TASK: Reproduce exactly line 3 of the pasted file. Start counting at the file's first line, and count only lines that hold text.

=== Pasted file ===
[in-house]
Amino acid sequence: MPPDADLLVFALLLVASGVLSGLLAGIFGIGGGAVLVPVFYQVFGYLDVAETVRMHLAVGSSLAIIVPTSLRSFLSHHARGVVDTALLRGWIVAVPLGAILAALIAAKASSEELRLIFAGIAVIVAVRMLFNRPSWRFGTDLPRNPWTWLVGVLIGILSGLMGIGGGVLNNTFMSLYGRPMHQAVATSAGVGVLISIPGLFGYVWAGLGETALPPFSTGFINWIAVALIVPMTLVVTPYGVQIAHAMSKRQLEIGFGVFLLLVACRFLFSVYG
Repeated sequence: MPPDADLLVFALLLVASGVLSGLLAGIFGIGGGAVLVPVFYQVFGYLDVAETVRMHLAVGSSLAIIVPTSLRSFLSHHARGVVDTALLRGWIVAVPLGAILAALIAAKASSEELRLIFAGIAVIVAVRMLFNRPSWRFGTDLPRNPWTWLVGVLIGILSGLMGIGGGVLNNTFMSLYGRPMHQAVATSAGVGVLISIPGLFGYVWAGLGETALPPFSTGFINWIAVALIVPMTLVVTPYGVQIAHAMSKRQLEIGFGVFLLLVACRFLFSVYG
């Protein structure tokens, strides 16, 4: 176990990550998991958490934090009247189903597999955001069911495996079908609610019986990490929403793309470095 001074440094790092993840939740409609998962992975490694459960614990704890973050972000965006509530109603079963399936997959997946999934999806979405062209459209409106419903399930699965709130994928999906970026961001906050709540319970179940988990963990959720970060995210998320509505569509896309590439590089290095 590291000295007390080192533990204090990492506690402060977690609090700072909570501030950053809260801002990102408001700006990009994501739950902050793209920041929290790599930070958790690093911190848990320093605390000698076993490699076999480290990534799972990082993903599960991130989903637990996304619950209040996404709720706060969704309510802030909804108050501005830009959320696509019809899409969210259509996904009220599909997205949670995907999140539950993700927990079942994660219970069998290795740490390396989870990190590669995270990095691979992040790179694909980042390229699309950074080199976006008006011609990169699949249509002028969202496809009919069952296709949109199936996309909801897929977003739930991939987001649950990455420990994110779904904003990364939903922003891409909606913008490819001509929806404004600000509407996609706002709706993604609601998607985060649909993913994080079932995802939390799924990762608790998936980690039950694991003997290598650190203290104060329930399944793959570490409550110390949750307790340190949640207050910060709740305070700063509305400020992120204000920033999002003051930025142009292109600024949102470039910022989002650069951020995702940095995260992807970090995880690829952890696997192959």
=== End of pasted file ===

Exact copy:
Repeated sequence: MPPDADLLVFALLLVASGVLSGLLAGIFGIGGGAVLVPVFYQVFGYLDVAETVRMHLAVGSSLAIIVPTSLRSFLSHHARGVVDTALLRGWIVAVPLGAILAALIAAKASSEELRLIFAGIAVIVAVRMLFNRPSWRFGTDLPRNPWTWLVGVLIGILSGLMGIGGGVLNNTFMSLYGRPMHQAVATSAGVGVLISIPGLFGYVWAGLGETALPPFSTGFINWIAVALIVPMTLVVTPYGVQIAHAMSKRQLEIGFGVFLLLVACRFLFSVYG